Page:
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Why I’m Scared Of Sharing My Thoughts About The JNU Row On Social Media

By Abhishek Bhardwaj:

Source: Flickr.

I thought that if I post this on social media, people would immediately start judging my intentions. Therefore, I’ve decided to publish this on a neutral platform. I wanted to write about a few things that have been bothering me after absorbing all that is happening around us. I’m talking about everything from the whole intolerance debate, the Rohith Vemula issue and now the ‘anti-national’ sloganeering at Jawaharlal Nehru University. I wasn’t afraid to post my thoughts on social media because I’m worried about any legal action against me. The reasons are different.

I am scared of losing precious friends who may think I am doing this for a political motive, which is untrue. I am doing this because it seems right. It’s alright if they apply a different logic. I respect that, but that doesn’t mean my logic is flawed because it doesn’t match theirs. Aren’t we losing the basic concept of coexistence, of having multiple ideas and still being respectful? Not only this, I have observed tensions crop up even among my friends and relatives with opposing political ideas.

We are all out on Facebook and Twitter to prove our point. And sometimes, we even get personal and demeaning to prove our point. We upvote and share anything on social media regardless of its merit and the impact it might have on people who cannot see through those and realise the truth. People judge the merit of the posts by the number of ‘likes’ and not their content. There is definitely something wrong about this.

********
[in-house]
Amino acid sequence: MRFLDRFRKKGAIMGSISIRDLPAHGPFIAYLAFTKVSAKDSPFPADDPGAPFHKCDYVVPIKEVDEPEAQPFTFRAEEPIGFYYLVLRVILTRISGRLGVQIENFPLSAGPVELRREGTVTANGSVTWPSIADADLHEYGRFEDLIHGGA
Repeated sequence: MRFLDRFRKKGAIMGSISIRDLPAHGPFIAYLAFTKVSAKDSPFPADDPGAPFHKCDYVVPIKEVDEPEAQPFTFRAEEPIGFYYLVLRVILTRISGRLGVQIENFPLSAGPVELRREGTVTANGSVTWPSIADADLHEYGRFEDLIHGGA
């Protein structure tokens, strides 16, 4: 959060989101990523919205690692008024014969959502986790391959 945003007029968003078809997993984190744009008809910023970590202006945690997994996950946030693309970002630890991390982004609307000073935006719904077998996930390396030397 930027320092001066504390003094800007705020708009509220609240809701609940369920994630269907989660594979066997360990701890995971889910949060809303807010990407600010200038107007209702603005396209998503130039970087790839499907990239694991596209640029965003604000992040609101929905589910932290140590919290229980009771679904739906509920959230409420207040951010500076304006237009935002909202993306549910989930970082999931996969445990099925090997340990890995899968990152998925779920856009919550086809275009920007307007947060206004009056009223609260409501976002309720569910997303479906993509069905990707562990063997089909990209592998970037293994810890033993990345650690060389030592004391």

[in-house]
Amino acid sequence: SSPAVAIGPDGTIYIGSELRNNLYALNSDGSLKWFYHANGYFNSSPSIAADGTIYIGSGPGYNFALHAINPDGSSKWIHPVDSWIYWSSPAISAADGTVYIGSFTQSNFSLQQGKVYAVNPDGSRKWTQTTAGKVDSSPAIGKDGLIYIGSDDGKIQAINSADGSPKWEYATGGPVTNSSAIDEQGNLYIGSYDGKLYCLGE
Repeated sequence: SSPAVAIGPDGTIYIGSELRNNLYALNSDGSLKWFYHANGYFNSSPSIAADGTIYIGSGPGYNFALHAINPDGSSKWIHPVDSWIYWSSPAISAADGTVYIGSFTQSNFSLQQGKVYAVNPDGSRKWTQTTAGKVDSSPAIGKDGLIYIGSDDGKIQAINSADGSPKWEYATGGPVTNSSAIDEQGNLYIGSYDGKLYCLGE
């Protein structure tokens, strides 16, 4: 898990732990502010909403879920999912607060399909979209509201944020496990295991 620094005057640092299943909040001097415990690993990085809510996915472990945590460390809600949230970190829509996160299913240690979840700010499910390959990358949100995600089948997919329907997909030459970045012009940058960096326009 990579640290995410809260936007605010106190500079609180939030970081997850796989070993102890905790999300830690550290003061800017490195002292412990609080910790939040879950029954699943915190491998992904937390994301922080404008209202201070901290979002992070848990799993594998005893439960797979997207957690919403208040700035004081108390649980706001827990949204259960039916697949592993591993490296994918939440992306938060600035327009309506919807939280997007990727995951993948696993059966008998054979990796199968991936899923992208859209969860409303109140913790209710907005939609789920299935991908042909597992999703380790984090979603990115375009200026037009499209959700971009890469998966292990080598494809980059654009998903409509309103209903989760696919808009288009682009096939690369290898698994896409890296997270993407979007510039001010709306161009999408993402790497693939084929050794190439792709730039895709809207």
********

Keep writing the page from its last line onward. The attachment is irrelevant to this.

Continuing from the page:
I am scared of being termed, at the drop of a hat, an ‘anti-national’ or a ‘karyakarta’ of a political party. I don’t have time to complete my chores at home during the limited time I have on weekends, forget about being a ‘karyakarta’. I would love to spend more time with my kids and listen to some good music instead (and yes, I love to hear Ghulam Ali and Farida Khanum as much I love listening to Jagjit Singh and Hariharan). It seems that only a few have the right to call themselves nationalists.

My blood boils every time I see any army men being killed or, worse, beheaded at the border and I condemn every action that is against the integrity of India. But, at the same time, my heart cries when I see a three-year-old child begging on the street with his limbs broken on purpose. My heart cries when I see my neighbor dying of cancer as they don’t have enough money to get that person treated in a better hospital. My heart cries when I fail to provide better education to my children since we don’t have enough good schools and I can’t afford to donate lakhs to get them admitted under the ‘management quota’. I feel so helpless and worried for my kids due to rising pollution levels which may harm their health in the long term.